We live in unprecedented times. Due to an invisible enemy, fear and fatigue surround businesses, communities, individuals and families. Casualties multiply. Impatience and anger unexpectedly erupt. At the same time, heroes have stepped up in big ways. There have been acts of great sacrifice and generosity, and creativity has flourished as we’ve found new ways to connect, serve and work.
Turbulent times offer unique invitations for leaders to shine. Without WWII, Winston Churchill would little be remembered. Because of his decisive and inspiring leadership, Britain persevered through the war’s darkest days and Churchill is still greatly admired.
What you do as a leader matters now more than ever. Here are five tips for leading well during difficult times:
Despite how you are feeling and what’s going on around you, if you haven’t already done so, your team needs you to step up. You don’t have to have all the answers, but you must lead the conversation. Ask questions. Get input. Then, make the best decisions you possibly can. As you lead by your words, actions and example, your team will step up to the plate and join you in the fight.
2. Lead with honesty and vision.
Trust is the cornerstone of great leadership. Rather than shielding employees from what’s happening or offering misleading statements, directly communicate what is going on. If your business is struggling, be honest. Then, lay out your vision for facing this difficult time and coming out stronger together on the other side.
3. Lead by taking care of yourself and asking your team to do so as well.
Burning the candle at both ends takes a toll on your body and jeopardizes your team’s well-being. It’s during difficult times you most need reserves. Take time to eat right, sleep, exercise, connect with loved ones and engage in activities that remind you that the world is greater than what you are currently facing. Just as your car needs gas to keep running, you need emotional and physical fuel for the battle you are facing. Your team will follow your lead, and it’s far easier to avoid burnout than to bounce back from it.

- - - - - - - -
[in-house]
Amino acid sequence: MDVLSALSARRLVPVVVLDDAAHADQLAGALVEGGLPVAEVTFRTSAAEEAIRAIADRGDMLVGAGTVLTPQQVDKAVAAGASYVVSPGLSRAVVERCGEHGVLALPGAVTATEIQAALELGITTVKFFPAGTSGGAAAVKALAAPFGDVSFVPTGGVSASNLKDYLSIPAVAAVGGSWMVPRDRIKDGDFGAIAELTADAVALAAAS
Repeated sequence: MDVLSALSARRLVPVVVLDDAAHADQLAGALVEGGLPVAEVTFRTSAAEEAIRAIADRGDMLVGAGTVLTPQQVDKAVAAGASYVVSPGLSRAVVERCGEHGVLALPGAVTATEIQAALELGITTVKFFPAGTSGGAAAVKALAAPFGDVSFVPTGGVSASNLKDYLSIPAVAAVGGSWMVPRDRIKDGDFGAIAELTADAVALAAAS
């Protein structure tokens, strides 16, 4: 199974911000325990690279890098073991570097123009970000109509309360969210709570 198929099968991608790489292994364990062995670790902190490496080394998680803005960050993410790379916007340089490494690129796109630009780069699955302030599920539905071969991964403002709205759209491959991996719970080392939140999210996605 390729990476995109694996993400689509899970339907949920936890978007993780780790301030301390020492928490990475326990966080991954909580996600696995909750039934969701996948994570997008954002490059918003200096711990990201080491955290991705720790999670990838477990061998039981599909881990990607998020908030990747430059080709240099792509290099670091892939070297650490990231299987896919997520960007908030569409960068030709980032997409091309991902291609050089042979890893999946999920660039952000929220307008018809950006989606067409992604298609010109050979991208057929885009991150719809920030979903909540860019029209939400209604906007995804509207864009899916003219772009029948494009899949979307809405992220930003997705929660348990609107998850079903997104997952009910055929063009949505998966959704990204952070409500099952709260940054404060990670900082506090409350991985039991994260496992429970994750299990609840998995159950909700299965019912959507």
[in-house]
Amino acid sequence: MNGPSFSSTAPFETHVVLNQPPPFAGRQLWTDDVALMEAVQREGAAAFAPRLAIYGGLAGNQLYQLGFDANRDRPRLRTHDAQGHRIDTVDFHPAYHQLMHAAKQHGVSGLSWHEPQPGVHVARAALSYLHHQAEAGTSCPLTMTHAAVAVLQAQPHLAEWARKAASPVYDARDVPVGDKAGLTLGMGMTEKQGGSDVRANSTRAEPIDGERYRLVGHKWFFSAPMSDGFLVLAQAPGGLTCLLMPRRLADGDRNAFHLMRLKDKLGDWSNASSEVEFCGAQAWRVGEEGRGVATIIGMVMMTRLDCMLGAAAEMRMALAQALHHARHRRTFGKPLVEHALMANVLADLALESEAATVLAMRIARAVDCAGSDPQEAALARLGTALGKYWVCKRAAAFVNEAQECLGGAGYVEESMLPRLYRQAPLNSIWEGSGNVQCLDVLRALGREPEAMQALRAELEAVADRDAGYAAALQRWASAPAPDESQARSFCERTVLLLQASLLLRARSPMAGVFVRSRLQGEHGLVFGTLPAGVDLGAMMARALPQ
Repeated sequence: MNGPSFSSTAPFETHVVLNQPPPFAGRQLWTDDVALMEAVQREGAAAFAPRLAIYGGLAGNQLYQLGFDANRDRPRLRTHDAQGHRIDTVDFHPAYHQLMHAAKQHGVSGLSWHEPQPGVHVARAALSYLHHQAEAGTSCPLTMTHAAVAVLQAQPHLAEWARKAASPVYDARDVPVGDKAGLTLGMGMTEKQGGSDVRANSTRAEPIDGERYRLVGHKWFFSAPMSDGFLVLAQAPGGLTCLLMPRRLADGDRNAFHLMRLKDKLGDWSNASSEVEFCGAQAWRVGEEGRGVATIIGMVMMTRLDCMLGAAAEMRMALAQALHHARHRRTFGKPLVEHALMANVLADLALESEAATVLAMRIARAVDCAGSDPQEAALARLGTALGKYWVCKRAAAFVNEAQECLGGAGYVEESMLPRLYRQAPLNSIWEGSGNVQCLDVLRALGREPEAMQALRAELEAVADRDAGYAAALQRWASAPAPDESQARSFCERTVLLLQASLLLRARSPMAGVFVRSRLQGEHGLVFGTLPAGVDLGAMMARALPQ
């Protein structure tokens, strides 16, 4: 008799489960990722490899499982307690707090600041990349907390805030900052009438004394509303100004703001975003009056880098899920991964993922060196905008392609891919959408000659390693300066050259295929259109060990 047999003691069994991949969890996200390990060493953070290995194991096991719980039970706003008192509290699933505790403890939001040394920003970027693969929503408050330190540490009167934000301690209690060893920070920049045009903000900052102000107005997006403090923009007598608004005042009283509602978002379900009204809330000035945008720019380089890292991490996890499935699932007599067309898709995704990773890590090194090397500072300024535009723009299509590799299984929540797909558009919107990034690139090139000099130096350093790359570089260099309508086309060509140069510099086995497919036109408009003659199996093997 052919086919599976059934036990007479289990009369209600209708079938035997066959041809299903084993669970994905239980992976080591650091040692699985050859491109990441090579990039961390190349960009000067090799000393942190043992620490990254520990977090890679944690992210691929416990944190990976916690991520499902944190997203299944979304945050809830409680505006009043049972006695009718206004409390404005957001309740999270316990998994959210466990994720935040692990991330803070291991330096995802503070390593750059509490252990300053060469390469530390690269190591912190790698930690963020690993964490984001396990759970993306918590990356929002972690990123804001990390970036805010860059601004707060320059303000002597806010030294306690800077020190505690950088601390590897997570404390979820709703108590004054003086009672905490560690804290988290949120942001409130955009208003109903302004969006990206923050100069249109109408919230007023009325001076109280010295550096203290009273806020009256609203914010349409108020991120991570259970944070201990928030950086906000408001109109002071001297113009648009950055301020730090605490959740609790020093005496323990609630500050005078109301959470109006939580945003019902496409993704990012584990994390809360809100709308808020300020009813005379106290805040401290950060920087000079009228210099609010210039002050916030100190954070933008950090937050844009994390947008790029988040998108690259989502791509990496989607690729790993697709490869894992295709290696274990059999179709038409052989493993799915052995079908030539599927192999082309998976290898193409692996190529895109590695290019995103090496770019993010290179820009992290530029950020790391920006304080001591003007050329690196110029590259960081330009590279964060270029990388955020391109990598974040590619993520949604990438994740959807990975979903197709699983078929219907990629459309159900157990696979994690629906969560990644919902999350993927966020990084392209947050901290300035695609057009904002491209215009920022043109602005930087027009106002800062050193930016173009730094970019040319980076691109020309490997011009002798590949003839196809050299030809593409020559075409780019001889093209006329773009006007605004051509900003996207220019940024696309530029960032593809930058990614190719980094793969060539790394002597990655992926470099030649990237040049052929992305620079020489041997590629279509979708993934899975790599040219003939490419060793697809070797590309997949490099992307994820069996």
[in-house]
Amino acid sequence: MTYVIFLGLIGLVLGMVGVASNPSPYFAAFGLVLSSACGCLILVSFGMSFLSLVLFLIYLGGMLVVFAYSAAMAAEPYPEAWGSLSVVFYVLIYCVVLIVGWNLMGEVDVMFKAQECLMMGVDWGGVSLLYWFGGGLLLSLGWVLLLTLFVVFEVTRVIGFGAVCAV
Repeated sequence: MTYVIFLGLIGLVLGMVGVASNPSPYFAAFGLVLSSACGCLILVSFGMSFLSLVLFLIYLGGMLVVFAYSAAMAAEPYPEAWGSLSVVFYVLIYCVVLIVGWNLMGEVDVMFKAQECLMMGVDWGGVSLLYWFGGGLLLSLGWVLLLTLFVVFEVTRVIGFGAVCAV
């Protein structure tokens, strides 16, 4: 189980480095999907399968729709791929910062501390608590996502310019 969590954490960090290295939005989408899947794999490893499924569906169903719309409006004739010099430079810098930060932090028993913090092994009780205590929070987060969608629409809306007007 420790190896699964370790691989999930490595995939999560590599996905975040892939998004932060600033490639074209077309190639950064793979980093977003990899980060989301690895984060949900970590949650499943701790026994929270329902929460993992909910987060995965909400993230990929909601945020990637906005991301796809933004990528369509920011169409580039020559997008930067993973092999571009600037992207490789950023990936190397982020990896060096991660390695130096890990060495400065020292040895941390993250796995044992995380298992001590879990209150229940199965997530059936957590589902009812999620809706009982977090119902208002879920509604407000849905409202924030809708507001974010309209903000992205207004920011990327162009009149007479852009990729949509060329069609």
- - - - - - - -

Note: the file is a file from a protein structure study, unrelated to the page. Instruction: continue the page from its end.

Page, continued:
4. Lead with compassion for yourself and others.
Understand that many on your team are grieving, frightened, fatigued and even angry. Expect emotions to be closer to the surface than usual. At the same time, don’t give a free pass for bad behavior. While it’s OK to be frustrated, it’s no excuse to yell, belittle, intimidate or humiliate anyone. Express gratitude, offer encouragement and rally around teammates who are experiencing tough days.
5. Lead by looking for the positive and lessons learned.
While it may not feel like it, there is always a silver lining. If you don’t find yourself naturally looking for the positive, it’s time to begin training yourself to do so. Focusing on what’s wrong, bad or unfair is not only depressing, it also keeps you and your team stuck. On the other hand, looking for the positive and what’s been learned creates energy and positions you to move forward to face challenges head on.
Strong, honest, caring leadership is critical during this challenging time. Your team needs your leadership now more than ever. Your team needs hope and direction now more than ever. Your team needs to pull together now more than ever. If you, like Churchill, will guide and inspire your team through this difficult period, you can expect to come out of it victorious and with your head held high.